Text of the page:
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Arch Linux Prepares For Python 3.7, Drops OpenJDK 9

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  • Arch Linux Prepares For Python 3.7, Drops OpenJDK 9

    Phoronix: Arch Linux Prepares For Python 3.7, Drops OpenJDK 9

    Arch Linux developer Jelle van der Waa has provided an update concerning recent Arch updates...

    http://www.phoronix.com/scan.php?pag...-1-August-2018

  • #2
    Both have already happened in Debian unstable.

    OpenJDK-9 removal: https://bugs.debian.org/cgi-bin/bugr...cgi?bug=896007

    Python3.7 transition: https://bugs.debian.org/cgi-bin/bugr...cgi?bug=902582

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    • #3
      Originally posted by monraaf View Post
      Both have already happened in Debian unstable.

      OpenJDK-9 removal: https://bugs.debian.org/cgi-bin/bugr...cgi?bug=896007

      Python3.7 transition: https://bugs.debian.org/cgi-bin/bugr...cgi?bug=902582
      Yeah I was really disappointed seeing this taking so long ... I was guessing Arch is faster with these kind of things.

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      • #4
        Originally posted by monraaf View Post
        The automated response to that made me chuckle. Silly robot.

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        • #5
          It would be nice to Arch move to GitLab instead of GitHub.

          Comment


          • #6
            Originally posted by Kemosabe View Post

            Yeah I was really disappointed seeing this taking so long ... I was guessing Arch is faster with these kind of things.
            Thing is, ArchLinux does not have a "stable" version to fall back into. So potentially disrupting changes like these that may affect a lot of other packages tend to take a little longer to make sure no big issues appear. This is actually the best way to do these things for a distro like Arch. I don't see the need to rush stuff like Python 3.7 or Java 10. It is not like developers of those languages absolutely have to use the latest versions right nao, and if they do, they can manually install them themselves.

            By the way, Michael covering Archlinux, the world is about to end. LOL.

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            • #7
              Originally posted by monraaf View Post
              Both have already happened in Debian unstable.

              OpenJDK-9 removal: https://bugs.debian.org/cgi-bin/bugr...cgi?bug=896007

              Python3.7 transition: https://bugs.debian.org/cgi-bin/bugr...cgi?bug=902582
              This is very different, since Arch doesn't do parallel versions of python3. The python 3.7 updated involved rebuilding (and in many cases fixing) over 1100 packages.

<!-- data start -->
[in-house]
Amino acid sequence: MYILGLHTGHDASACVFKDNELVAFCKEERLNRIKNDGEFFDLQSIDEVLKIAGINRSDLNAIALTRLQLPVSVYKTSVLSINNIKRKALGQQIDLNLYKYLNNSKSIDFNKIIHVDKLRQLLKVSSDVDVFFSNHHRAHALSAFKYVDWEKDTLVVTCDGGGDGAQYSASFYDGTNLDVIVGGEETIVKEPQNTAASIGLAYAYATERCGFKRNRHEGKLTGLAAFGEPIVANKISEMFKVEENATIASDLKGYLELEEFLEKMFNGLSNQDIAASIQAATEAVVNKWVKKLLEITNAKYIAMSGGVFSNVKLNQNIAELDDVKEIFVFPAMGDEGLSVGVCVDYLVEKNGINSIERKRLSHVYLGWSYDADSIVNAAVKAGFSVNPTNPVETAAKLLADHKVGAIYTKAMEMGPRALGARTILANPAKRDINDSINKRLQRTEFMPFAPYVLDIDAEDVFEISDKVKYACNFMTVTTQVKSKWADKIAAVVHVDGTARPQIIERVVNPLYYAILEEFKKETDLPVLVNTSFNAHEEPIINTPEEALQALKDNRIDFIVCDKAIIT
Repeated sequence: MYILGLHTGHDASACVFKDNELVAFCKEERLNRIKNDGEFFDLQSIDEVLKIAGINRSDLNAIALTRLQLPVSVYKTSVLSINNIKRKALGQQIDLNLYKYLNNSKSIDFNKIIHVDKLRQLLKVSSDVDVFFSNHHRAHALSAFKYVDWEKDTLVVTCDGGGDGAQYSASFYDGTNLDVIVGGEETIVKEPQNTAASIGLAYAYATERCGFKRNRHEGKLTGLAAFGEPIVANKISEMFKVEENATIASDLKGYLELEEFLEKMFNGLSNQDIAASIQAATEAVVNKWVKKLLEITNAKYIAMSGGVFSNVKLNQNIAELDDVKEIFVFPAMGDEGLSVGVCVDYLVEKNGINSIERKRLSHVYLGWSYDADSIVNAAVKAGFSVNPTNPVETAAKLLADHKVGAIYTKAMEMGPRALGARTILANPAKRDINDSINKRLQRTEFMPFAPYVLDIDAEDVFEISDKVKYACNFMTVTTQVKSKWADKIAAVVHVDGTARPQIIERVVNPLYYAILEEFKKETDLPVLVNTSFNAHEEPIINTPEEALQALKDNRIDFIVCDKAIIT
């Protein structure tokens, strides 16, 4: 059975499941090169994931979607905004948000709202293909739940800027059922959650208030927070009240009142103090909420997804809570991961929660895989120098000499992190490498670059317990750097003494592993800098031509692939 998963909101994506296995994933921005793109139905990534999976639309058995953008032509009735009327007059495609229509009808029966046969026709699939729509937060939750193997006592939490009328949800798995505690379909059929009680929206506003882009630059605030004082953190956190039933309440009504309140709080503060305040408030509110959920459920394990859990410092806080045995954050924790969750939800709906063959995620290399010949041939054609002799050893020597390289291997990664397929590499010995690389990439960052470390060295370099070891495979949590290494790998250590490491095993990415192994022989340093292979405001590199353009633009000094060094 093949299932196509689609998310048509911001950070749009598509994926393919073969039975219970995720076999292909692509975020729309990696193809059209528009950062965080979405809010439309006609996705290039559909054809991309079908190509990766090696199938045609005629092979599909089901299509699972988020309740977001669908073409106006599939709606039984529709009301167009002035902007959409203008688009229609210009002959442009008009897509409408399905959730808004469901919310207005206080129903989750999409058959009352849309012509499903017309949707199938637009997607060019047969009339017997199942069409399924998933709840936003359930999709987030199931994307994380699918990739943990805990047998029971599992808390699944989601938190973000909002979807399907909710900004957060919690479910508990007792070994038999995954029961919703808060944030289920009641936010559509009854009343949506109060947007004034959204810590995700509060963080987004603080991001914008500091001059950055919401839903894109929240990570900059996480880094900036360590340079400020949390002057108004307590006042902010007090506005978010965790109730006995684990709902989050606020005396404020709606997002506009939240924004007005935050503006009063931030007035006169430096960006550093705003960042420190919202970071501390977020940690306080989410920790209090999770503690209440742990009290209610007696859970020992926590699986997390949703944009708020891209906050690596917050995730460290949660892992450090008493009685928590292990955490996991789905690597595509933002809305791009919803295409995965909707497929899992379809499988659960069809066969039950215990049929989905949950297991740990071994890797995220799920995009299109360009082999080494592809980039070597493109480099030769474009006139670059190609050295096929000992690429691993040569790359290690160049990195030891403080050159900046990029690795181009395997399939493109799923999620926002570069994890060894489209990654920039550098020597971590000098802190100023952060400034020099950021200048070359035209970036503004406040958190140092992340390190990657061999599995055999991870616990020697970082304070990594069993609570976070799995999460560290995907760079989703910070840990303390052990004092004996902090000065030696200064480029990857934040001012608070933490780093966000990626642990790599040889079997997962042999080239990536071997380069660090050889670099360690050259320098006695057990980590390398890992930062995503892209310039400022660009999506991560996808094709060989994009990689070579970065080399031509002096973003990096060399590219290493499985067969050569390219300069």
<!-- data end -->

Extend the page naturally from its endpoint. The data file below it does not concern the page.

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              • #8
                Originally posted by TemplarGR View Post

                Thing is, ArchLinux does not have a "stable" version to fall back into. So potentially disrupting changes like these that may affect a lot of other packages tend to take a little longer to make sure no big issues appear. This is actually the best way to do these things for a distro like Arch. I don't see the need to rush stuff like Python 3.7 or Java 10. It is not like developers of those languages absolutely have to use the latest versions right nao, and if they do, they can manually install them themselves.
                Sometimes impossibility to install arbitrary packages from "testing" or "staging" makes me sad (pacman can't deal with dependencies in such cases, see e.g. "partial upgrades are unsupported"). If it was possible, it would noticeably improve QA, because often there are peoples who willing to install and test a latest package, but not to migrate whole system onto "testing/staging".

                E.g. I'm watching for Python package to appear in main repository since 3.7 was released. I would definitely try the 3.7.

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                • #9
                  Originally posted by HarlemSquirrel View Post
                  It would be nice to Arch move to GitLab instead of GitHub.
                  Why? I don't see any major difference between those two

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                  • #10
                    Originally posted by PLum View Post

                    Why? I don't see any major difference between those two
                    GitLab can be self-hosted for free and supports IPv6.

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